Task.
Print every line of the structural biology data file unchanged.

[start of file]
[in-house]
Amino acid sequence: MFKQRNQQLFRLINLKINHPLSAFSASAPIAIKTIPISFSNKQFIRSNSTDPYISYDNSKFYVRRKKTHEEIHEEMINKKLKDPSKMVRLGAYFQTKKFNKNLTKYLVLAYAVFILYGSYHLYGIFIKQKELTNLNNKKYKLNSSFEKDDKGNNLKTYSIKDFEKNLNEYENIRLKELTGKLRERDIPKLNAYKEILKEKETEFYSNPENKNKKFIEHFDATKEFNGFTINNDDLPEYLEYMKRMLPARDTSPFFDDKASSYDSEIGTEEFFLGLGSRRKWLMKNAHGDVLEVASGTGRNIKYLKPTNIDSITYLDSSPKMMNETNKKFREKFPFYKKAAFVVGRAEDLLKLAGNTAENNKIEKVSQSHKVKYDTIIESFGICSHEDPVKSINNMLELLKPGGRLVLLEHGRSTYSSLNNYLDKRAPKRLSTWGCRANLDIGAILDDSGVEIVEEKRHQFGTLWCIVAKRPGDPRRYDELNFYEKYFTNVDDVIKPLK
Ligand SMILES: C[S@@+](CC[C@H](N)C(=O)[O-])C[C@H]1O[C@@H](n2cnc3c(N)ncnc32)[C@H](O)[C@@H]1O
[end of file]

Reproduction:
[in-house]
Amino acid sequence: MFKQRNQQLFRLINLKINHPLSAFSASAPIAIKTIPISFSNKQFIRSNSTDPYISYDNSKFYVRRKKTHEEIHEEMINKKLKDPSKMVRLGAYFQTKKFNKNLTKYLVLAYAVFILYGSYHLYGIFIKQKELTNLNNKKYKLNSSFEKDDKGNNLKTYSIKDFEKNLNEYENIRLKELTGKLRERDIPKLNAYKEILKEKETEFYSNPENKNKKFIEHFDATKEFNGFTINNDDLPEYLEYMKRMLPARDTSPFFDDKASSYDSEIGTEEFFLGLGSRRKWLMKNAHGDVLEVASGTGRNIKYLKPTNIDSITYLDSSPKMMNETNKKFREKFPFYKKAAFVVGRAEDLLKLAGNTAENNKIEKVSQSHKVKYDTIIESFGICSHEDPVKSINNMLELLKPGGRLVLLEHGRSTYSSLNNYLDKRAPKRLSTWGCRANLDIGAILDDSGVEIVEEKRHQFGTLWCIVAKRPGDPRRYDELNFYEKYFTNVDDVIKPLK
Ligand SMILES: C[S@@+](CC[C@H](N)C(=O)[O-])C[C@H]1O[C@@H](n2cnc3c(N)ncnc32)[C@H](O)[C@@H]1O